Former oil executive Robert O. Anderson is being remembered by family and friends as a successful businessman who had an impeccable reputation in the oil industry.
Anderson, who served as chief executive officer of the Atlantic Richfield Co. for nearly two decades and later formed the Hondo Oil & Gas Co., died Dec. 2 at his home in Roswell, N.M., his family told the Roswell Daily Record. Anderson was 90.
Gov. Bill Richardson said Dec. 3 he would order flags around the state to fly at half-staff in honor of Anderson, who he described as an outstanding New Mexican who was dedicated to civic and environmental issues.
“He has left an everlasting impression on the petroleum industry and New Mexico,” the governor said.
Anderson was born in Chicago on April 13, 1917. He graduated from the University of Chicago in 1939 and went on to work for the American Mineral Spirits Co. He later purchased a small oil refinery in southeastern New Mexico and bought and expanded several other refineries.
He served as chief executive officer of ARCO for 17 years. He also was chairman of the board for 21 years. During his tenure, ARCO developed one of the largest oil fields in North America.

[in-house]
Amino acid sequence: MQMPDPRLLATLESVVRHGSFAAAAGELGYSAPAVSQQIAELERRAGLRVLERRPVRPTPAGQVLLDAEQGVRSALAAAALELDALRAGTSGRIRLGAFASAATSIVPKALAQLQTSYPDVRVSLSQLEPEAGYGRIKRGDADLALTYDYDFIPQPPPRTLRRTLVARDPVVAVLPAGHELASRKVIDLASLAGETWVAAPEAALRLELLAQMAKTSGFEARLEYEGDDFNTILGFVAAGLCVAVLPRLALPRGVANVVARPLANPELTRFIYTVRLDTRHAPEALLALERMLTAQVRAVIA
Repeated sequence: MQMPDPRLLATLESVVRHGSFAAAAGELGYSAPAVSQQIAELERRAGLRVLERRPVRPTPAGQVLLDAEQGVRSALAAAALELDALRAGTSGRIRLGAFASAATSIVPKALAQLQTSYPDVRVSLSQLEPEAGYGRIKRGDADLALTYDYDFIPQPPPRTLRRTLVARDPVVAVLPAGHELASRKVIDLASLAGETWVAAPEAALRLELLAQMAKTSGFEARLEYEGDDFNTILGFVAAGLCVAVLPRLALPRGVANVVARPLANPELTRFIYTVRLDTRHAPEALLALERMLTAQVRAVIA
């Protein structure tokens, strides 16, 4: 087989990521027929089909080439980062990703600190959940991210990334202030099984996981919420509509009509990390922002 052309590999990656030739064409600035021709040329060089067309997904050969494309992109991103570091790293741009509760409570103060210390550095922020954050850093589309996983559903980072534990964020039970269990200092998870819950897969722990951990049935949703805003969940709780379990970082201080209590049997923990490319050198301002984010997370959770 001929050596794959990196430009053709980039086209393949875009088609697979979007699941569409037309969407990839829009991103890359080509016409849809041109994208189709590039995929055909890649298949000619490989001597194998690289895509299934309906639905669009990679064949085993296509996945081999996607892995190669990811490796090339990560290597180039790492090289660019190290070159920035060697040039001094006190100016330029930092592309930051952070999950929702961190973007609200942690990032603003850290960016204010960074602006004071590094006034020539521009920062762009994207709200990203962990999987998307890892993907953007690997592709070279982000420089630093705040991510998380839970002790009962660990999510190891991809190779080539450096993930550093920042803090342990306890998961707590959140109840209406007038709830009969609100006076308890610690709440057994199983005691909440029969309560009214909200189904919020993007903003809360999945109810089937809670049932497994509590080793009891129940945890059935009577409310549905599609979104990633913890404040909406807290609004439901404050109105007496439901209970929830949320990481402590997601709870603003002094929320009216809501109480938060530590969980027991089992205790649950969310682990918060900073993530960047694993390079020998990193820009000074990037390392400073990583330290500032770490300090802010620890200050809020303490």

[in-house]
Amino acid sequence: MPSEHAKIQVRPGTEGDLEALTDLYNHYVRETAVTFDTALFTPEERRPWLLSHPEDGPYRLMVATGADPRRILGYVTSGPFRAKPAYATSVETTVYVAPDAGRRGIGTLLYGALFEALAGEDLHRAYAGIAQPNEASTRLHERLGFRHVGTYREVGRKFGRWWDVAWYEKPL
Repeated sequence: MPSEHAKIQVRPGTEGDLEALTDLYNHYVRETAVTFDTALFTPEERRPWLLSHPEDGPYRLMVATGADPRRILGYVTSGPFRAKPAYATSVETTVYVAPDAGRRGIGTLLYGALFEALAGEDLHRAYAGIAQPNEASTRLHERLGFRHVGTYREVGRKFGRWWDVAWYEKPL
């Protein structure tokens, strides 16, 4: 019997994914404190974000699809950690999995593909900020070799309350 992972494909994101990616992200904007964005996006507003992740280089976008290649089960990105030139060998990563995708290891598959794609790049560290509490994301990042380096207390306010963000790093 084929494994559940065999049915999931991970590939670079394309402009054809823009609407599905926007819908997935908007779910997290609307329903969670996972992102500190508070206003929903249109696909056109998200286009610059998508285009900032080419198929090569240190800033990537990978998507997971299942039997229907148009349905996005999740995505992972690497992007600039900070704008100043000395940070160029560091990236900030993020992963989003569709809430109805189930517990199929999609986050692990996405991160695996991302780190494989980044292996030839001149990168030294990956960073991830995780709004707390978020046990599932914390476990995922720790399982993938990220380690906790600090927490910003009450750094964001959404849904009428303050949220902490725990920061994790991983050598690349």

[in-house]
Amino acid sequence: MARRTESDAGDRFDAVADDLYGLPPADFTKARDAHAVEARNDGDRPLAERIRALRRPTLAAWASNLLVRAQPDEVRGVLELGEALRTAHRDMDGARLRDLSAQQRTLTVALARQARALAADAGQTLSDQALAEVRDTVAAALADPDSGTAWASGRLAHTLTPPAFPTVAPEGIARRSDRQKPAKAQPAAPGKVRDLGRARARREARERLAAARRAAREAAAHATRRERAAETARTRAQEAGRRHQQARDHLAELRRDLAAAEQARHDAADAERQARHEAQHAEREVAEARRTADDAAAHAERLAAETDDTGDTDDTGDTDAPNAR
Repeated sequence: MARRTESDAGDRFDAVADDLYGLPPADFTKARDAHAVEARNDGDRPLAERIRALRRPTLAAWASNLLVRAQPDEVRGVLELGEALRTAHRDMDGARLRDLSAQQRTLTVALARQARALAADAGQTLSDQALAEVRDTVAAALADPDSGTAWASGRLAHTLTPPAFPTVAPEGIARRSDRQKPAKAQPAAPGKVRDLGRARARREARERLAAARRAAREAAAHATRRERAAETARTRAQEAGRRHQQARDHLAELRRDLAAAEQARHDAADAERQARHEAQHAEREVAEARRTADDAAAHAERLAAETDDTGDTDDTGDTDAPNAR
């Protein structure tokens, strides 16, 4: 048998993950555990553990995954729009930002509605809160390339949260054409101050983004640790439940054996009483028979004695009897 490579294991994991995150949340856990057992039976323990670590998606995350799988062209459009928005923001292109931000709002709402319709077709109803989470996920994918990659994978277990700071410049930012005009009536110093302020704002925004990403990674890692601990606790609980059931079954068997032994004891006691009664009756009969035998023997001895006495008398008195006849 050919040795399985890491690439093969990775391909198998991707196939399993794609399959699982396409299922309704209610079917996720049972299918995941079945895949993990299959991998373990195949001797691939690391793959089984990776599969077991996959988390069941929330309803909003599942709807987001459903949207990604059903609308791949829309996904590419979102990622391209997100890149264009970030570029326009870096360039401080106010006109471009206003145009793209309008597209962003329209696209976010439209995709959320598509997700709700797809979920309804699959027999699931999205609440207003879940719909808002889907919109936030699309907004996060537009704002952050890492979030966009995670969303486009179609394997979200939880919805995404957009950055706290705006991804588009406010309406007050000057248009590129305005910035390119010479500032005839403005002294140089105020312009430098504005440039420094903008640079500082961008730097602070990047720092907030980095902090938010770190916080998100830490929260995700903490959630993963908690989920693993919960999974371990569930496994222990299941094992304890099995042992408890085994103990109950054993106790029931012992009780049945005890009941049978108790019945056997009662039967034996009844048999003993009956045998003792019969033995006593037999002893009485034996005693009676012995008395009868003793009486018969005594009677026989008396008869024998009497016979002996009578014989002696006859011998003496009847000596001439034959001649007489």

He retired from ARCO in 1986 and formed the Hondo Oil & Gas Co. of Roswell. He served as the company’s CEO until he retired in 1994.
“He was one of the greatest businessmen I think I have ever worked with,” said Don Kendall, a former chief executive officer of PepsiCo.
U.S. Sen. Pete Domenici, R-N.M., called Anderson a “rare individual” whose contributions went beyond energy and business.
“There is a Bible verse that says to whom much is given, from him much will be required,” Domenici said. “Robert understood this and actively parlayed his business success to education, civic and charitable causes. That will be his lasting legacy.”
Anderson sat on the board of regents at the New Mexico Institute of Mining and Technology from 1987 to 1992 and was named as a distinguished professor in 1994.
The University of New Mexico named its business school the Robert O. Anderson School of Management in his honor.
Anderson also served as chairman of the Federal Reserve Bank of Dallas from 1961 through 1964 and was a member of numerous boards, including Chase Manhattan Bank, First National Bank of Chicago, the National Petroleum Council and Pan American Airlines.
—The Associated Press